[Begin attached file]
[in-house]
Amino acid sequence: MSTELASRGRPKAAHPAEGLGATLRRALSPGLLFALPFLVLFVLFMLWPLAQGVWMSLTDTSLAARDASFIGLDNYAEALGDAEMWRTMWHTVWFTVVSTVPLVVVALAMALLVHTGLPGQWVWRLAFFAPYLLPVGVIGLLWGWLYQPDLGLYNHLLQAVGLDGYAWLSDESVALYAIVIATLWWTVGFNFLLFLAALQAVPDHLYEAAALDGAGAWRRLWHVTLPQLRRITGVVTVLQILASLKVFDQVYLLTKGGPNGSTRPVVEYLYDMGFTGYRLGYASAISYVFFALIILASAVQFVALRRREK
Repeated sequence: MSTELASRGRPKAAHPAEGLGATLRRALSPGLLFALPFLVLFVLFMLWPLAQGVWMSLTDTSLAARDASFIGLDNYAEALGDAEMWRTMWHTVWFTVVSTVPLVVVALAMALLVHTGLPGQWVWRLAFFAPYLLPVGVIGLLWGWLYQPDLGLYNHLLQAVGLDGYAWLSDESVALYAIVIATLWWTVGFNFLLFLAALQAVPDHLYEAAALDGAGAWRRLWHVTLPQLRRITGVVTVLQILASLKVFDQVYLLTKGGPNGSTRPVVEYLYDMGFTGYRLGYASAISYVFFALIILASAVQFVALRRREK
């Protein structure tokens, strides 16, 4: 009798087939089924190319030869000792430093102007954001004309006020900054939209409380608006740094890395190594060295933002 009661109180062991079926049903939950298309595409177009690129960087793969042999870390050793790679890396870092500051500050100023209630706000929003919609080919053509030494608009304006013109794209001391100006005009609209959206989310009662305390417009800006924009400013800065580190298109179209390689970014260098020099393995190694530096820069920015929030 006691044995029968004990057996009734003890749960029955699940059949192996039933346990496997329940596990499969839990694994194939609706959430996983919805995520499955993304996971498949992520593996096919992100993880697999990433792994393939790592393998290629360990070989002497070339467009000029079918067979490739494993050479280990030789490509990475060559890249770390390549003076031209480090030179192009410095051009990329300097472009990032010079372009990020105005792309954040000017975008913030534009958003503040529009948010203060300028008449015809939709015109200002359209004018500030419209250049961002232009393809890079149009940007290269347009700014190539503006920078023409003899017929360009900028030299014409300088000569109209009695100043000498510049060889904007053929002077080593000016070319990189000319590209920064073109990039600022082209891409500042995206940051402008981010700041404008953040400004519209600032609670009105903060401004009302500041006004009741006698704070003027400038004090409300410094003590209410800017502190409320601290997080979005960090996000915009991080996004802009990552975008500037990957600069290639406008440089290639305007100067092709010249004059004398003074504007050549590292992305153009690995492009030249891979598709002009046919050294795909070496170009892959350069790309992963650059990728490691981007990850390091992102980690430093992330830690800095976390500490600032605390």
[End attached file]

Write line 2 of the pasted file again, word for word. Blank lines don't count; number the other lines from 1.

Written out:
Amino acid sequence: MSTELASRGRPKAAHPAEGLGATLRRALSPGLLFALPFLVLFVLFMLWPLAQGVWMSLTDTSLAARDASFIGLDNYAEALGDAEMWRTMWHTVWFTVVSTVPLVVVALAMALLVHTGLPGQWVWRLAFFAPYLLPVGVIGLLWGWLYQPDLGLYNHLLQAVGLDGYAWLSDESVALYAIVIATLWWTVGFNFLLFLAALQAVPDHLYEAAALDGAGAWRRLWHVTLPQLRRITGVVTVLQILASLKVFDQVYLLTKGGPNGSTRPVVEYLYDMGFTGYRLGYASAISYVFFALIILASAVQFVALRRREK